TEL AVIV The rocket Hamas claimed to have fired from Gaza fell just short of Jerusalem on Friday, set off warning sirens heard by the citizens.
The city has previously been out of reach. While no one was hurt when the missile fell just short of the ancient city, it told Israelis that not only were they vulnerable, but Hamas was willing to take enormous risk to let them know it.
East Jerusalem is home to hundreds of Palestinians and the al-Aqsa mosque, the third holiest shrine in Islam.
If the missile was indeed fired from Gaza, it demonstrated that Hamas's military wing has figured out how to extend the range of its missiles, perhaps by cutting down on the payload to add more fuel.
"We are sending a short and simple message: There is no security for any Zionist on any single inch of Palestine, and we plan more surprises," Hamas spokesman Abu Obeida said to various news agencies.
Hamas officials said the rocket was a homemade M-75 rocket, a weapon that has never been fired before. Early rockets fired by Hamas were homemade, with limited range and destructive power.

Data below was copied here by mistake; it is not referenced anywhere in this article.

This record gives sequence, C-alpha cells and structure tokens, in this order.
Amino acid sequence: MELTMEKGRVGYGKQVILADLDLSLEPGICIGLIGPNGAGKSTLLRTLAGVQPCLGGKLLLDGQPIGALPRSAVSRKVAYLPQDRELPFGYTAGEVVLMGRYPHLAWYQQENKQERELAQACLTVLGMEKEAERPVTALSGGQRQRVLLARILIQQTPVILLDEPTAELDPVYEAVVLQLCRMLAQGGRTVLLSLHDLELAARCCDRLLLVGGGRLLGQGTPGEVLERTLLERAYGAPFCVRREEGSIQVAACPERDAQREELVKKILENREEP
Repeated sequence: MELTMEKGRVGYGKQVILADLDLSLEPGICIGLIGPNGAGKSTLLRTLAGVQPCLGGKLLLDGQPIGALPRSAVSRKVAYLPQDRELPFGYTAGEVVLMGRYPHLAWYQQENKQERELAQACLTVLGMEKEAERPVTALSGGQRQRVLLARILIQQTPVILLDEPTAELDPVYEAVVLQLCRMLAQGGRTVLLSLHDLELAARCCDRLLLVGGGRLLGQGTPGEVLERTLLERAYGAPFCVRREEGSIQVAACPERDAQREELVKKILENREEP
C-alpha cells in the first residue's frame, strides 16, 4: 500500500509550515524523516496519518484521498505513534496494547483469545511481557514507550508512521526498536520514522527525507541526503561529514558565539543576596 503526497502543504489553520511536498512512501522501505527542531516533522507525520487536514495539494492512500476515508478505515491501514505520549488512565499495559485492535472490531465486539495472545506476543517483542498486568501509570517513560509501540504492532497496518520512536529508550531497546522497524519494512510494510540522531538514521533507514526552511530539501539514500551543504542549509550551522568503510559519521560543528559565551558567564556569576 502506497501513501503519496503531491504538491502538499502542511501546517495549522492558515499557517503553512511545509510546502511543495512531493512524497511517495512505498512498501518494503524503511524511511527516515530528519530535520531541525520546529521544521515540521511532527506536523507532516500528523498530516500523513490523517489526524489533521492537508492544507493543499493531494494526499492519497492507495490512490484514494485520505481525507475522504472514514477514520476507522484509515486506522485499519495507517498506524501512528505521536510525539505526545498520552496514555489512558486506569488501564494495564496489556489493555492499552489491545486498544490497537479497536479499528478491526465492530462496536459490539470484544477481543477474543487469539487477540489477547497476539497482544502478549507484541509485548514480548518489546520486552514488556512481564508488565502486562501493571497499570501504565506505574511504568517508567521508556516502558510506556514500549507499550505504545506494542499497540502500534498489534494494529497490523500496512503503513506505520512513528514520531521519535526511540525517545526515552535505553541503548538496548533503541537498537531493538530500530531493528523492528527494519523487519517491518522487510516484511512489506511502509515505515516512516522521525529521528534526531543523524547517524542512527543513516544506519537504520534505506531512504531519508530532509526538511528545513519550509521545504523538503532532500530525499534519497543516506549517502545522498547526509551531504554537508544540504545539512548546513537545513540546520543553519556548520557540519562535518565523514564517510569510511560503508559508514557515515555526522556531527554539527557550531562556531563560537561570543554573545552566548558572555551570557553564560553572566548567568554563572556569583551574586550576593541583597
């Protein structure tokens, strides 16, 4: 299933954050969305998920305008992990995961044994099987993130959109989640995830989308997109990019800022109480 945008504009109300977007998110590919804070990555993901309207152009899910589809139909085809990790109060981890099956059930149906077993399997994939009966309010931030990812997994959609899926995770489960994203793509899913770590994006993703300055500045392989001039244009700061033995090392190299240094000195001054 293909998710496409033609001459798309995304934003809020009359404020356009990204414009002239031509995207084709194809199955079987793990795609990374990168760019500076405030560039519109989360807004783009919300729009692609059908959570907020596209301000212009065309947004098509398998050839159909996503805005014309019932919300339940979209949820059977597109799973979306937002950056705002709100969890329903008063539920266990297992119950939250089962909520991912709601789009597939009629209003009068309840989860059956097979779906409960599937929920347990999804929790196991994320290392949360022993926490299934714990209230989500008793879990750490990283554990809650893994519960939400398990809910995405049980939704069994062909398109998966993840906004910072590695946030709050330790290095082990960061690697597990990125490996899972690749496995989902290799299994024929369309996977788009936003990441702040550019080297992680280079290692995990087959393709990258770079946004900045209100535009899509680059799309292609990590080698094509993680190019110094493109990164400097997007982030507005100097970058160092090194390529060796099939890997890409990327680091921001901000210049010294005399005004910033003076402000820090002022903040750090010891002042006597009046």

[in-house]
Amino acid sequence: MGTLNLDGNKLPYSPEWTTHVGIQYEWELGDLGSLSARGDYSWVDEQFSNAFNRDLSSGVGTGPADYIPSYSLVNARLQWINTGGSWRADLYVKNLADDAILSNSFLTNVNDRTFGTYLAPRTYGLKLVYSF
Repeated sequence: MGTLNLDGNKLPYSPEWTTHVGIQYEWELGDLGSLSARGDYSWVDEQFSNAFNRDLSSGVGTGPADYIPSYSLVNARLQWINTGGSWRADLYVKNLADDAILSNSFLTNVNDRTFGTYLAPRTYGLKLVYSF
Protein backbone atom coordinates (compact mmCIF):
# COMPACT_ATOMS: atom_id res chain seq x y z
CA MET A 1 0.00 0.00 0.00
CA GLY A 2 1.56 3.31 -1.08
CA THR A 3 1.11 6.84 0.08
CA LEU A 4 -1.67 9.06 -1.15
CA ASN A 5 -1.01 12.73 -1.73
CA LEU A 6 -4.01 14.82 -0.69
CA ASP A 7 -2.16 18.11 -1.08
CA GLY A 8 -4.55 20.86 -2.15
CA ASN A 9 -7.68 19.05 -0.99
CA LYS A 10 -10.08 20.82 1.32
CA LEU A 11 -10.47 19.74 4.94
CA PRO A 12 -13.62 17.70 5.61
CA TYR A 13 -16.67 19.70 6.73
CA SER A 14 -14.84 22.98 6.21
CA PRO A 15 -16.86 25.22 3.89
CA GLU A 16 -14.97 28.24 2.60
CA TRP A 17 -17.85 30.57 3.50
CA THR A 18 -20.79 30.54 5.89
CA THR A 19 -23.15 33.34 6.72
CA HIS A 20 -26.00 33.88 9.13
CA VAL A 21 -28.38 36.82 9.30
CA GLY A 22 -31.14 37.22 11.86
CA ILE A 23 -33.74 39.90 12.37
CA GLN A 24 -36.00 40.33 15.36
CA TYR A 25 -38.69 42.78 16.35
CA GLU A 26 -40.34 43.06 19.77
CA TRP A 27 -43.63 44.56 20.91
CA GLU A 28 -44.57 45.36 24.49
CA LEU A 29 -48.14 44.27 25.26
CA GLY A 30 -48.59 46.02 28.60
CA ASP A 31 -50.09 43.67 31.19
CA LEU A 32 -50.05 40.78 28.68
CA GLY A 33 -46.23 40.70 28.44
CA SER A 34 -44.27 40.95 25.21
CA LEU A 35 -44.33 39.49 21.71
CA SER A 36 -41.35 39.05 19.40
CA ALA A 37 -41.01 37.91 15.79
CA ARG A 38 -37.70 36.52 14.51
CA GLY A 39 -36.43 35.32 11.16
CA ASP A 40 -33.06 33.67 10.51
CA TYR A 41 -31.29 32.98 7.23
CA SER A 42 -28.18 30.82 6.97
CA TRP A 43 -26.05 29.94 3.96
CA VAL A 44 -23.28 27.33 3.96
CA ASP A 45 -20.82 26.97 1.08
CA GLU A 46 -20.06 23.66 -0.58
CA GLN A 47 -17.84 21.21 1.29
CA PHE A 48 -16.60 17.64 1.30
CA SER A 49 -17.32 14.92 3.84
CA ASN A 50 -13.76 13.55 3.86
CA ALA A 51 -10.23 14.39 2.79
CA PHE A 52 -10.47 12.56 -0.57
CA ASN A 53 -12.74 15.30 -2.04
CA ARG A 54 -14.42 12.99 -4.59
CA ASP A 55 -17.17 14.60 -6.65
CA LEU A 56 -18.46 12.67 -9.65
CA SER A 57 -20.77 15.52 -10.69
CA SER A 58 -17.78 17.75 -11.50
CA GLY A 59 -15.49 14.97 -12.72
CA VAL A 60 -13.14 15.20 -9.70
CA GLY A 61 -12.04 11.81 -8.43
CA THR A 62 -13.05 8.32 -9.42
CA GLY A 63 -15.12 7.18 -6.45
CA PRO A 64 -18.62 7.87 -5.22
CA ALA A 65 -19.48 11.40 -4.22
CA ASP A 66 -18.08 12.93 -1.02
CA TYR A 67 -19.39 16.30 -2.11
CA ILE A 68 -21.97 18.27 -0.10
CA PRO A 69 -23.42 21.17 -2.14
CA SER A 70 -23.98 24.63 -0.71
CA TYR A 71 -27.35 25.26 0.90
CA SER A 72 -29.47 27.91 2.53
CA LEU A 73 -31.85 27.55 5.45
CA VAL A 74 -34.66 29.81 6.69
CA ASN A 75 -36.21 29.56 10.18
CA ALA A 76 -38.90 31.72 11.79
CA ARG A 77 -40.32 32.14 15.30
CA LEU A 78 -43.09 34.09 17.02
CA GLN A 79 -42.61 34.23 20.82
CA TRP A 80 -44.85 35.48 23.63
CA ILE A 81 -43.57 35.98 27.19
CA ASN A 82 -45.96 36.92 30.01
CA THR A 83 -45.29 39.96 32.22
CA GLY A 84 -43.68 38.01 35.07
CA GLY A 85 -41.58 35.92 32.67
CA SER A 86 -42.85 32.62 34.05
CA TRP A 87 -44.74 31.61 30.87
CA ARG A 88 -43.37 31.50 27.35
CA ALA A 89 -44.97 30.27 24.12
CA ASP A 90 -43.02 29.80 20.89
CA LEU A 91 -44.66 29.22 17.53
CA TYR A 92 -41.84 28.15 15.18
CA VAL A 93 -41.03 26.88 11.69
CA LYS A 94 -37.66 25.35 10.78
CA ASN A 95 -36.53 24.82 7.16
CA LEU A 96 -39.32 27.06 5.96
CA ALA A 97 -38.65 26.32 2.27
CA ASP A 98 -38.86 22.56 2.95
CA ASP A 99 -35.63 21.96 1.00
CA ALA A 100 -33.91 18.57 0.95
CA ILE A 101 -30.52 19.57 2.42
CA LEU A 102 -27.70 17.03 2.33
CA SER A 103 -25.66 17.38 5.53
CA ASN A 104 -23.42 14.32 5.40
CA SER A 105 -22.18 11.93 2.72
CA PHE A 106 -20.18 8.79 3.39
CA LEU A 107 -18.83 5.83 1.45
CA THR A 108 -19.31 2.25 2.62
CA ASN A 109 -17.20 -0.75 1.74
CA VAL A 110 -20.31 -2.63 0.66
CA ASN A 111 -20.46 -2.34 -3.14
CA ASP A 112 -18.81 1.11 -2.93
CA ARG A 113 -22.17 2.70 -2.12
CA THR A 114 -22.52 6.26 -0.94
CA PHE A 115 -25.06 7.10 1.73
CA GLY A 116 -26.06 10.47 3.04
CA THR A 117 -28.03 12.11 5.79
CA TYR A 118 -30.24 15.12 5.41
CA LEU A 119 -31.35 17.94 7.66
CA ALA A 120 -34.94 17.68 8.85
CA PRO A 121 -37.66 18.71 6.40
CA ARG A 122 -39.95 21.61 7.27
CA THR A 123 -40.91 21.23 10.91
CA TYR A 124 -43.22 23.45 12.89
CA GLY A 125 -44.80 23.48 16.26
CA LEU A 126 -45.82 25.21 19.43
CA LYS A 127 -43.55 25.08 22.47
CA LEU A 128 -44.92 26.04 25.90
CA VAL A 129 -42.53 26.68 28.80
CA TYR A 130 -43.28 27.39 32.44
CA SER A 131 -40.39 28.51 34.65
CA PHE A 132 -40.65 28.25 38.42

Sophisticated projectiles with a longer range are believed to have been smuggled into Gaza from Iran and Libya, where arsenals were looted during the battle to oust the Qaddafi regime.
Most of the projectiles don't have guidance systems, but the Israeli military believes Hamas may also have some with more precision targeting capabilities.
Two missiles have also fallen in the sea off Tel Aviv, Israel's heavily-populated commercial capital, in the past two days. They were the first missiles to even come close since ballistic missiles were fired by Saddam Hussein in the first Gulf War.
The attempts to hit Tel Aviv and Jerusalem came as Israel was massing troops and armor along the Gaza border. Some 16,000 reservists have already been called up, with provision for another 14,000 if required.
Defense and political analysts predicted on Israeli TV that air raids on Gaza will continue for the next three to four days, if only because countries which back Israel would find it harder to keep doing so in the face of the inevitable civilian casualties a ground offensive would cause.
Israeli officials insist they do not want war but will not tolerate a situation where Hamas and other militants can threaten Israeli civilians.
But Hamas may also be bolstered by the gathering support it has in the Arab world.
Egyptian Prime Minister Hisham Kandil paid an unprecedented visit to Gaza on Friday, and the Tunisian foreign minister is scheduled to drop by on Saturday, air and missile strikes permitting.